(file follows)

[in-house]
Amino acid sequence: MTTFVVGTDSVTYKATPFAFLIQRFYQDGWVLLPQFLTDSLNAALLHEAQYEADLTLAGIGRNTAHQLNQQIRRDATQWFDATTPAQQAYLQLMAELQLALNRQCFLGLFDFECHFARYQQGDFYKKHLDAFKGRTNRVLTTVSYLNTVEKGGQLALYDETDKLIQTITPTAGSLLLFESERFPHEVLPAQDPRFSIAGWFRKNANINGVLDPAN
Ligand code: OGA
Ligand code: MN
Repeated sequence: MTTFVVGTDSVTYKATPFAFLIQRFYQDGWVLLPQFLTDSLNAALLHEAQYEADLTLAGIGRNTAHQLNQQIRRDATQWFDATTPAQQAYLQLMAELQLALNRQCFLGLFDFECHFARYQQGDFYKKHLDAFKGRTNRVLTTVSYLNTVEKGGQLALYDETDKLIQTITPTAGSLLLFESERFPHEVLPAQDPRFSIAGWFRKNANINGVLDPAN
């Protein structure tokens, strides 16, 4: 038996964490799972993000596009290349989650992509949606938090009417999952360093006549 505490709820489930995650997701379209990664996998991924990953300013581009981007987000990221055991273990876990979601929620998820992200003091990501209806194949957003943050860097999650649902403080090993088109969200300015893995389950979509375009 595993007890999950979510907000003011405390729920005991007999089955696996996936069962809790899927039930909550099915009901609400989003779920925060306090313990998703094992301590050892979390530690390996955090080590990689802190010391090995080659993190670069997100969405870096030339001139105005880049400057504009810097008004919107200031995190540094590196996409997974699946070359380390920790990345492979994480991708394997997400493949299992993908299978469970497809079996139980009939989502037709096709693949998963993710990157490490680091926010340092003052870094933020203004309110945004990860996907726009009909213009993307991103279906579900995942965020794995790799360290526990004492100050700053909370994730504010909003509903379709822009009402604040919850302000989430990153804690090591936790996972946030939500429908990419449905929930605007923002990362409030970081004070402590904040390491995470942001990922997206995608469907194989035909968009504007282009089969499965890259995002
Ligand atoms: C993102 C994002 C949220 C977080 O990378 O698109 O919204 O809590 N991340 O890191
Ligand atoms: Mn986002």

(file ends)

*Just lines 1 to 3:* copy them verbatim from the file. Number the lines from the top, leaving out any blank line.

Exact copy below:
[in-house]
Amino acid sequence: MTTFVVGTDSVTYKATPFAFLIQRFYQDGWVLLPQFLTDSLNAALLHEAQYEADLTLAGIGRNTAHQLNQQIRRDATQWFDATTPAQQAYLQLMAELQLALNRQCFLGLFDFECHFARYQQGDFYKKHLDAFKGRTNRVLTTVSYLNTVEKGGQLALYDETDKLIQTITPTAGSLLLFESERFPHEVLPAQDPRFSIAGWFRKNANINGVLDPAN
Ligand code: OGA